- Personal Property
Personal Propertyis defined by 36 M.R.S.A. § 601 as "all tangible goods and chattels wheresoever they are and all vessels, at home or abroad." "Chattels" is defined in Ballentine's Law Dictionary as "property which is movable and not so connected with the ground as to become part of the real estate.
Two Basic Classes of Personal Property
- Intangible Personal Property - includes stocks, bonds, notes, mortgages, cash, bank deposits, accounts, credits, dividends, patent rights, etc.
- Tangible Personal Property - includes motor vehicles, livestock, furniture, jewelry,
machinery and grain. Some tangible property is taxable, some may be exempt from taxation statutorily.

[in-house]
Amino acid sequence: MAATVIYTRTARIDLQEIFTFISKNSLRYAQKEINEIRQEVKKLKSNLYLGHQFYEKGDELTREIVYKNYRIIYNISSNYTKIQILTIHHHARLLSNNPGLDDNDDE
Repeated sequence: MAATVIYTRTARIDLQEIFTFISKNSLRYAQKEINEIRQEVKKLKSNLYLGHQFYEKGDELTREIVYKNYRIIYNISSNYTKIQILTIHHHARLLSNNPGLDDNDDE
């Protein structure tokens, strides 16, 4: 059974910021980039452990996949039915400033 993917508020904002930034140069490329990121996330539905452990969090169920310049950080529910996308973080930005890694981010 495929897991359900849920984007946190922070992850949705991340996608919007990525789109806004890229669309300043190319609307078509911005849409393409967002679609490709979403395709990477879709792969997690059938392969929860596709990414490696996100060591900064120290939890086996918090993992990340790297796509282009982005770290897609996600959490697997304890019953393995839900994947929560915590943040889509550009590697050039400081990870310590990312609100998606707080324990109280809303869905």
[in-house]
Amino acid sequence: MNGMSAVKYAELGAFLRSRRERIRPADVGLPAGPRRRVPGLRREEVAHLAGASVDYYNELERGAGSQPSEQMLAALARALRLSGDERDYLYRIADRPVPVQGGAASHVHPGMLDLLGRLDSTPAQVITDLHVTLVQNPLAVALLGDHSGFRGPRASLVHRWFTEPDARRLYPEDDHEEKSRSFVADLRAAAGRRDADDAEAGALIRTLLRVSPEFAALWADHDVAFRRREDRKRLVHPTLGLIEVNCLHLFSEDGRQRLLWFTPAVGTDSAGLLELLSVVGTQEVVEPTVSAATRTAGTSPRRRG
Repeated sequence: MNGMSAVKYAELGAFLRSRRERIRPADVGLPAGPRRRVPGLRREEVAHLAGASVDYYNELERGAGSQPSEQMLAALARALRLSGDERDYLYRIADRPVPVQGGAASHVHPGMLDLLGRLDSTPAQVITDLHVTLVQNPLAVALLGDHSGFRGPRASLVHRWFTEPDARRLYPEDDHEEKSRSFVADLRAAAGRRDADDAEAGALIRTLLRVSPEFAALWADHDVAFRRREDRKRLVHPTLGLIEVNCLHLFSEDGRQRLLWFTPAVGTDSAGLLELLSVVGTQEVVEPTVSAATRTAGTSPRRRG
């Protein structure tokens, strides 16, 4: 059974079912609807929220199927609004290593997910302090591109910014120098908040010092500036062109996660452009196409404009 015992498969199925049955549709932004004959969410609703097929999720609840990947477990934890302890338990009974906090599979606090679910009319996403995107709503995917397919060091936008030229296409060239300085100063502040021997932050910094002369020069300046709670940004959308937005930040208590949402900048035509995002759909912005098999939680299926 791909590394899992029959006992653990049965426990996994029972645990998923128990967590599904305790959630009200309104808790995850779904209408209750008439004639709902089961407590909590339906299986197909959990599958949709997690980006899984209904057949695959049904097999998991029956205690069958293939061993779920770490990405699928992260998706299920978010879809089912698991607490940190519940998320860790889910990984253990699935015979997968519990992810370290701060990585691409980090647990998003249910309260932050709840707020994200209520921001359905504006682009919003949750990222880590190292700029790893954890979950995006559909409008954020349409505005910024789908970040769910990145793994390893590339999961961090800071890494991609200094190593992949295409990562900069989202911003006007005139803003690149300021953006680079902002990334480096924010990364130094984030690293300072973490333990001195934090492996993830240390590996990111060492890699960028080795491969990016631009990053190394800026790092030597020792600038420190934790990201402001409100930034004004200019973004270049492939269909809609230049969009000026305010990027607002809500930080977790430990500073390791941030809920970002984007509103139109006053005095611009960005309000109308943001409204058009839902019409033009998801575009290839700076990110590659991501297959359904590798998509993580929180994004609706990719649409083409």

Where Taxed and to Whom - General Rule
Taxable personal property, whether located within or outside the State, normally must be taxed to the owner by the municipality in which he or she resides.There are some exceptions to this general rule.
Inventory of Taxable Property
Before making an assessment, per 36 M.R.S.A. § 706, the assessors may give "seasonable notice" in writing to all persons liable to taxation in the municipality, asking them to provide the assessors with "true and perfect lists" of all the taxable real and personal property which they possessed on April 1st of that year. The notice may be mailed to the last known address of the taxpayer or may be provided by any other method that provides reasonable notice to the taxpayer. However, if the assessors do give direct notice and a taxpayer fails to submit his/her list of taxable property, the taxpayer may be barred from requesting an abatement at a later date unless the taxpayer provides a list with his/her abatement application and satisfies the assessors that he/she was unable to furnish it by the original deadline.